The unit charge in the electricity supply contract determines the price per kWh consumed, which must be paid by the foundry. For example, if this is 20 cents per kWh and the furnace consumes 550 kWh per tonne of liquid metal, the unit charge per ton of cast or semi-finished products would be € 110.

In some grids, the unit charge may also vary depending on the time of day or day of the week. In such cases, it may make sense to install a holding furnace or a furnace system with two or three crucibles to store liquid metal that was produced during a low-tariff period.

Whether additional costs have to be paid for the reactive power used depends on the one hand on the consumption of reactive power permitted by the energy supplier and, on the other hand, on whether the induction furnace has a constant cos phi of 0.99, for example, at the converter input also in the partial load range.

If the unit charge does not have a low tariff and the liquid metal demand is relatively constant, it is better to avoid installing additional holding furnaces where possible. For instance, a 60-tonne holding furnace for iron, designed as a channel-type induction furnace, has an annual energy demand of approx. 2 million kWh. Based on the example of 20 cents per kWh, this equates to energy costs of € 400,000 per annum.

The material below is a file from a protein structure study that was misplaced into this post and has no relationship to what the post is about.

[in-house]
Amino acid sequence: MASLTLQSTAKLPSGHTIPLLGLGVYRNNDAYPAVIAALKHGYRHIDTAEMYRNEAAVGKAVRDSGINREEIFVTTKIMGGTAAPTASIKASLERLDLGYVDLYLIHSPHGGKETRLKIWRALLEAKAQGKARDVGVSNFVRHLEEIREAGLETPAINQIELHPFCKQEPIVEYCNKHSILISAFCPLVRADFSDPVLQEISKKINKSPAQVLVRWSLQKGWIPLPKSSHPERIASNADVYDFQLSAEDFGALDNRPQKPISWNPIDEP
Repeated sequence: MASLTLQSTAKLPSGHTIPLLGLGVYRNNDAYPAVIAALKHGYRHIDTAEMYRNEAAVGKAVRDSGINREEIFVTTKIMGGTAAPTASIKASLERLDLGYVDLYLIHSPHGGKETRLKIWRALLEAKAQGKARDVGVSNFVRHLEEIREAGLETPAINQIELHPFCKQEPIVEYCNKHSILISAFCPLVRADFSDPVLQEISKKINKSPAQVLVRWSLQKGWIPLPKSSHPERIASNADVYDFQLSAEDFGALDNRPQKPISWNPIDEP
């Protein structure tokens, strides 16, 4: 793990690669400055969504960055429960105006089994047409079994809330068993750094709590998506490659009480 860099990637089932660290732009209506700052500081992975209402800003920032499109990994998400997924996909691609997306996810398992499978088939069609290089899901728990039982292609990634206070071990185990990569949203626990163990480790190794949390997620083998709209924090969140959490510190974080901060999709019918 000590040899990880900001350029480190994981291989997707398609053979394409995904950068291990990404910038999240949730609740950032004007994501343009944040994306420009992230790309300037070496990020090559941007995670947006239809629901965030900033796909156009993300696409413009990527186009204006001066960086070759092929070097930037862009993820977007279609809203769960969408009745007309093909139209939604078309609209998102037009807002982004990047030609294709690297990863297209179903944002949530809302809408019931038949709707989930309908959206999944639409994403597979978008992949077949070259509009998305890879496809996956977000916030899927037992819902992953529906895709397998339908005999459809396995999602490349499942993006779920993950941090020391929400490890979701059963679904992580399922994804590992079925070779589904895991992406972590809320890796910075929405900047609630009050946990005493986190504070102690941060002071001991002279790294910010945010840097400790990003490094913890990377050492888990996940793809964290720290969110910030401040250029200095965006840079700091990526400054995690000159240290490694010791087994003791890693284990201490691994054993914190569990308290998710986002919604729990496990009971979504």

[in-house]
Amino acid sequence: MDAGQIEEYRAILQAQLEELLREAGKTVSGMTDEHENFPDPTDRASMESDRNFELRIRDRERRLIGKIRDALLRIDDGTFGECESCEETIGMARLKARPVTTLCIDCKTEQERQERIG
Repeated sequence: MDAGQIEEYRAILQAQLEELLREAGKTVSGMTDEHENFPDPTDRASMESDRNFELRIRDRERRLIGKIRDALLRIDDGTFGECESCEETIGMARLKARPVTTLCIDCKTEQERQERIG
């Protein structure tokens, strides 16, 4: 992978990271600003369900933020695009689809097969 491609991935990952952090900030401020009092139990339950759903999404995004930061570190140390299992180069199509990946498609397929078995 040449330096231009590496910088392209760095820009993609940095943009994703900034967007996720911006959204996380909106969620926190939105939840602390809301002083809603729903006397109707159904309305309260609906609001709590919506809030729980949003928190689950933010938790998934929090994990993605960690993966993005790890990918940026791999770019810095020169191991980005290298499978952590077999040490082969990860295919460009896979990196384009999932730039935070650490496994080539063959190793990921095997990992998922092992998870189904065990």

Operating regime of the melting furnaces in practice

Just like smart driving habits will maximize a car’s fuel economy, a significant proportion of the energy needed to operate an induction melting furnace can be saved simply by adopting smart operating strategies. This starts with the chosen method and further processing of the charge material.

Savings measures can therefore be divided into two categories: Optimization of the type and quality of the charge material and optimization of the process flow.

Often no particular attention is paid to surface contamination because there is no visual difference. The material seems to melt just as well as clean metal. After the melting process, the non-metallic impurities are removed in the form of slag.